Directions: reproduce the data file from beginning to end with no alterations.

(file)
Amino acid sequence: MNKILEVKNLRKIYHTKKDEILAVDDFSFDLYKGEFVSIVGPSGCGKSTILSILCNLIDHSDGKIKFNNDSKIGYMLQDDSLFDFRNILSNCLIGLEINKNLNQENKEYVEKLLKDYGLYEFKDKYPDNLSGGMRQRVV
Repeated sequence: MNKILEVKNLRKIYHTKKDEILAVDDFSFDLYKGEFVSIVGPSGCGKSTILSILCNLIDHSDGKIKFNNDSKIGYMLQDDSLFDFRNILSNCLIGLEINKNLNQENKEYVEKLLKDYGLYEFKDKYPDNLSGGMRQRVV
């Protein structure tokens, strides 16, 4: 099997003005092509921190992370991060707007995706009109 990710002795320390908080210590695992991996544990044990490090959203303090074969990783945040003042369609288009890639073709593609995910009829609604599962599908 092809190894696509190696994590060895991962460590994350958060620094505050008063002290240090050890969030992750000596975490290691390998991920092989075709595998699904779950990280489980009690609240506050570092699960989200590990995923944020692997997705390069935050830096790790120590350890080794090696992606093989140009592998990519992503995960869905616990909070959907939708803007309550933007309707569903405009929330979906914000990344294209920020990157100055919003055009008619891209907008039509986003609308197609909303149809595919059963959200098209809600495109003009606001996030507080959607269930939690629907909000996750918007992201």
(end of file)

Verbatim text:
Amino acid sequence: MNKILEVKNLRKIYHTKKDEILAVDDFSFDLYKGEFVSIVGPSGCGKSTILSILCNLIDHSDGKIKFNNDSKIGYMLQDDSLFDFRNILSNCLIGLEINKNLNQENKEYVEKLLKDYGLYEFKDKYPDNLSGGMRQRVV
Repeated sequence: MNKILEVKNLRKIYHTKKDEILAVDDFSFDLYKGEFVSIVGPSGCGKSTILSILCNLIDHSDGKIKFNNDSKIGYMLQDDSLFDFRNILSNCLIGLEINKNLNQENKEYVEKLLKDYGLYEFKDKYPDNLSGGMRQRVV
């Protein structure tokens, strides 16, 4: 099997003005092509921190992370991060707007995706009109 990710002795320390908080210590695992991996544990044990490090959203303090074969990783945040003042369609288009890639073709593609995910009829609604599962599908 092809190894696509190696994590060895991962460590994350958060620094505050008063002290240090050890969030992750000596975490290691390998991920092989075709595998699904779950990280489980009690609240506050570092699960989200590990995923944020692997997705390069935050830096790790120590350890080794090696992606093989140009592998990519992503995960869905616990909070959907939708803007309550933007309707569903405009929330979906914000990344294209920020990157100055919003055009008619891209907008039509986003609308197609909303149809595919059963959200098209809600495109003009606001996030507080959607269930939690629907909000996750918007992201």